With the Blu-ray release of the Alien Anthology on the 25th of October HeyUGuys are taking a look at the entire Alien and Predator series. From Facehuggers to trophy hunting Predators, from the iconic and classic to the dubious crossovers – this is your ultimate retrospective.
So remember, even if you ain’t got time to bleed, in the Video Vault no-one can hear you scream…
Adam Lowes is our man in the penal colony.
Third entries into popular film franchises are notoriously difficult to get right. For every Toy Story 3, there are the second sequels to Blade, Spiderman, X-Men, The Terminator and even The Godfather, all of which have failed to deliver the goods and satisfy fans by either losing a grip on character continuity or generally been unable to match what has come before.
Alien 3, a departure from the previous film’s “Vietnam-in-space”, action-packed extravaganza, and considered a failure by most critics and audiences upon it’s release, won me over upon seeing it for the first time (thanks to a shoddy cinema copy on VHS) due partly because of it’s attempts to do something different with the material.
If the ending to Aliens had a fairy tale quality to it, with the surviving members of the ill-fated rescue mission all now finally safe and earth-bound, and Ripley having tucked Newt in and wished her sweet dreams, the beginning (and indeed the rest of) Alien 3 is like a waking nightmare. Any chance of living happily ever after for Sigourney Weaver’s iconic character and co. is suddenly gone when the spaceship experiences an onboard fire and launches an escape pod containing the crew, into the stars.
The pod then crashes on Fiorina ‘Fury’ 161, an all-male penal colony, full of shaven-headed (due to space lice) hardened criminals, many of whom have now taken the religious path in seeking atonement for their crimes. Ripley awakens in the prison hospital where she discovers that she too has been scalped and is informed by a kindly doctor (Charles Dance) that she is the only survivor of the crash, well…at least the only human one.
Not even the presence here of Brian Glover (bread advert voice-over extraordinaire and the fascist PE teacher from Kes) as the prison warden was enough to distract me my sympathetic reaction to the grim surroundings and situations Ripley has to contend with in this film. The prisoners all look suitably malnourished and grimy, although that Hollywood conceit of casting all British actors to play them (and the guards) is present and correct, although arguably, this does add another dimension to the film.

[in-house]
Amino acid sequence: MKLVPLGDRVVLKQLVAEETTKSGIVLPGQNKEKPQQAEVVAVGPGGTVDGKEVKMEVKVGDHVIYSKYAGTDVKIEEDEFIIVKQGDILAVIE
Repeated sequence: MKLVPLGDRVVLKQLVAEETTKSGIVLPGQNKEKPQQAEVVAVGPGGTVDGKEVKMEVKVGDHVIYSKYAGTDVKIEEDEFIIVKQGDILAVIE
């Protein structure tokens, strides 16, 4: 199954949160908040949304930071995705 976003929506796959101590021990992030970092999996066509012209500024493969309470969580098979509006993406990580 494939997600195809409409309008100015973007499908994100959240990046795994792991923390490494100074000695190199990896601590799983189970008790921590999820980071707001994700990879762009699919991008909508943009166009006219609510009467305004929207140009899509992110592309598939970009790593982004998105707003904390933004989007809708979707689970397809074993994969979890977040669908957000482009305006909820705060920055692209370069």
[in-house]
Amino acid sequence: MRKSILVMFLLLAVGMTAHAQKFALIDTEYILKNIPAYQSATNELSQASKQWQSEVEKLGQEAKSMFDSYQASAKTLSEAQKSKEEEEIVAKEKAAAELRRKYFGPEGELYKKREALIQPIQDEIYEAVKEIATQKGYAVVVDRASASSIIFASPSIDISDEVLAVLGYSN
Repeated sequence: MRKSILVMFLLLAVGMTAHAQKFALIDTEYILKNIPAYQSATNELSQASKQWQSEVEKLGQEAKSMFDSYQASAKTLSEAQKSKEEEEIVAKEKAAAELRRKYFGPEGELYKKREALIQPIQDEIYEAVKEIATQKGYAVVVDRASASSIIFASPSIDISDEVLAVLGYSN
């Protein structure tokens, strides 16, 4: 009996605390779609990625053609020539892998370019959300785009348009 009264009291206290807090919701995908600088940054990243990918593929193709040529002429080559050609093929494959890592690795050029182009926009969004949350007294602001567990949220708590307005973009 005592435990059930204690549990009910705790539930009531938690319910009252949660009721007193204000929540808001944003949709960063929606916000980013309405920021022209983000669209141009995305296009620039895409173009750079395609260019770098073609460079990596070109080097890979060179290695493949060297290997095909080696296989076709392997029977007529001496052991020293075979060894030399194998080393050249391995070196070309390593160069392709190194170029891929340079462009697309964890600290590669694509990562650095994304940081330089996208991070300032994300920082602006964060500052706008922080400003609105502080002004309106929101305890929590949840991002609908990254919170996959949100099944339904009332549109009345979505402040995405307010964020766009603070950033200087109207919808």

I think one of the main problems fan of the series had here was that they couldn’t reconcile the fact that after such a gripping and bombastic second film, this was another similarly thoughtful and meditative take on the material to that of the first film. In many ways, it’s almost the antithesis of Aliens. There is only one creature stalking all the men but (owing to the fact that this is a prison planet) all forms of firearms have been prohibited, leaving the prison inhabitants extremely vulnerable and essentially sitting ducks. The space marines back on LV-426 could easily destroy a whole enclave of aliens with one round from their pulse guns (although they were ultimately outmatched too).
Around two-thirds of the way into the film when you think things can’t possibly get any worse, they do. Ripley makes the horrific discovery that she has been impregnated with an egg from a stray facehugger who must have hitched a lift on the spaceship after the events of the previous film. I remember watching this for the first time and feeling utterly devastated that this strong paternal figure, who had managed to survive two other near-fatal encounters with the xenomorph, was now destined to meet her fate because of the species.
This is why Alien 3 resonated so much for me at the time. No matter the flaws, you will rarely see a mainstream sci-fi picture with such a grim sense of foreboding doom. This was further confirmed to me when I first watched the scene where Charles Dutton (playing the religious leader of the inmates), giving his fellow prisoners a pep talk and uttering the line that they were “all gonna die anyway” so they should do their best to eliminate the source of what was killing them.
It’s been well documented that director David Fincher had a nightmare of a time on his debut feature, clashing with the studio and having to contend with endless, day-to-day rewrites. There have been many of occasions where films with similar problems have failed spectacularly from both a critical viewpoint and at the box office (the recent Jonah Hex springs to mind), so it’s to Fincher’s credit here that he was able to sculpt something interesting and unique out of all the troubles, and maintain a vision of sorts.
The bittersweet and highly touching ending, where Ripley “gives birth” and is a mother-figure once again for a fleeting moment, resonated with me on a far more emotional level than the celebrated ending of Terminator 2, another considerately more successful sequel at the time.
For that reason alone, I will always look upon Alien 3 as a fascinating attempt to take a film series in a different direction to that of it’s predecessors which, for better or worse, still managed to leave a lasting and profound affect on me – a feat that appears to be increasingly harder to do in modern mainstream filmmaking of any genre.